21. 21. Documenting Your Searches 02/25/11 Example from our Codebook: ERIC (Date: September 21, 2003; AW) Purpose : To retrieve the first set of abstracts to be reviewed by team according to the current inclusive/exclusion criteria. Result : Hit rate of 514/1520 Source code: ERIC1 Searches and records below from: The ERIC Database (1966-2003, June) #5 #3 and #4 (1520 records) #4 DTC = 142 or DTC = 143 or control group* (322893 records) #3 #1 or #2 (7718 records) #2 critical thinking in DE,ID (7562 records) #1 thinking skills in DE and critical thinking (1269 records)
  22. 22. Next Steps <ul><li>Repeat these steps for each database to be searched. </li></ul><ul><li>(see handout) </li></ul>02/25/11
  23. 23. 02/25/11 <ul><li>Secondary Retrieval Strategies </li></ul><ul><ul><li>Locating the grey (unpublished) literature: </li></ul></ul><ul><ul><ul><li>- Using the web, & Dissertations Abstracts </li></ul></ul></ul><ul><ul><li>Branching: </li></ul></ul><ul><ul><ul><li>- Scanning the reference section of review articles </li></ul></ul></ul><ul><ul><li>Hand searches: </li></ul></ul><ul><ul><ul><li>- Scanning the Table of Contents of key journals and conference proceedings </li></ul></ul></ul><ul><ul><li>Personal contacts: </li></ul></ul><ul><ul><ul><li>- Contacting key researchers in the field </li></ul></ul></ul>Main Searches: Yet Still More Decisions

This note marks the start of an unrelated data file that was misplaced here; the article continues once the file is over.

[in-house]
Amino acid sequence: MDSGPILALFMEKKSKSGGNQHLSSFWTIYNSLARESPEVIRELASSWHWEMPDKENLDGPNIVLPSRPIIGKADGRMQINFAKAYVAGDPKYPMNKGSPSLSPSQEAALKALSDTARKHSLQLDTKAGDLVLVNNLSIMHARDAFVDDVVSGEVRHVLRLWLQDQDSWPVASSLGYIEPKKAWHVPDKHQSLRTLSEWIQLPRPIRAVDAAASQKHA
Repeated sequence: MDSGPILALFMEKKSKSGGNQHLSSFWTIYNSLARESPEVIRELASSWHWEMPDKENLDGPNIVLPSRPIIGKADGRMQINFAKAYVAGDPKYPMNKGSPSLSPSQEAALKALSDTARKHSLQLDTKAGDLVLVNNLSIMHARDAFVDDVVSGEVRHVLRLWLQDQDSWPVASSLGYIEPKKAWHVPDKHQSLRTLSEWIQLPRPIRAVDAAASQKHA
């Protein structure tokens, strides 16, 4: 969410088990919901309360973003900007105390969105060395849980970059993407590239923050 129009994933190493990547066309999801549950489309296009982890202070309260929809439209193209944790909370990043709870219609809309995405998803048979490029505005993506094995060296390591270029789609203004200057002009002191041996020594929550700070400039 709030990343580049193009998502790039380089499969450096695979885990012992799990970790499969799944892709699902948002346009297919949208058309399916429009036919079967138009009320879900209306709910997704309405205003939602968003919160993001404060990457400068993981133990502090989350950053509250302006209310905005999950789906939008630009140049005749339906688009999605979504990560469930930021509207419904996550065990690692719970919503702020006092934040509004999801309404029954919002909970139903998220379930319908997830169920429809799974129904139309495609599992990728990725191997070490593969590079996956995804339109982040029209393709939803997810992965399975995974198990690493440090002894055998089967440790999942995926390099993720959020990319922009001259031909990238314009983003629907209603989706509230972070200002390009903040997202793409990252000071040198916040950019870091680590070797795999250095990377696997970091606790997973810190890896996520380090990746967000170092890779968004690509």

24. 24. 02/25/11 Information Retrieval: Wrap Up <ul><li>“ Shoestring-budget information retrieval is likely to introduce bias, and should be avoided.” ( IR Policy Brief , 2004) </li></ul><ul><li>Importance of information retrieval process </li></ul><ul><ul><li>Not a “one-shot”deal </li></ul></ul><ul><ul><li>Requires expertise in the planning and implementation of searches </li></ul></ul><ul><ul><li>Library personnel are important members of the team </li></ul></ul><ul><li>Use of bibliographic management software </li></ul><ul><ul><li>Reference Manager, EndNotes, RefWorks </li></ul></ul><ul><li>Ability to replicate review </li></ul><ul><ul><li>Documentation of entire process, including search strategies used for each database, decisions taken, etc. </li></ul></ul>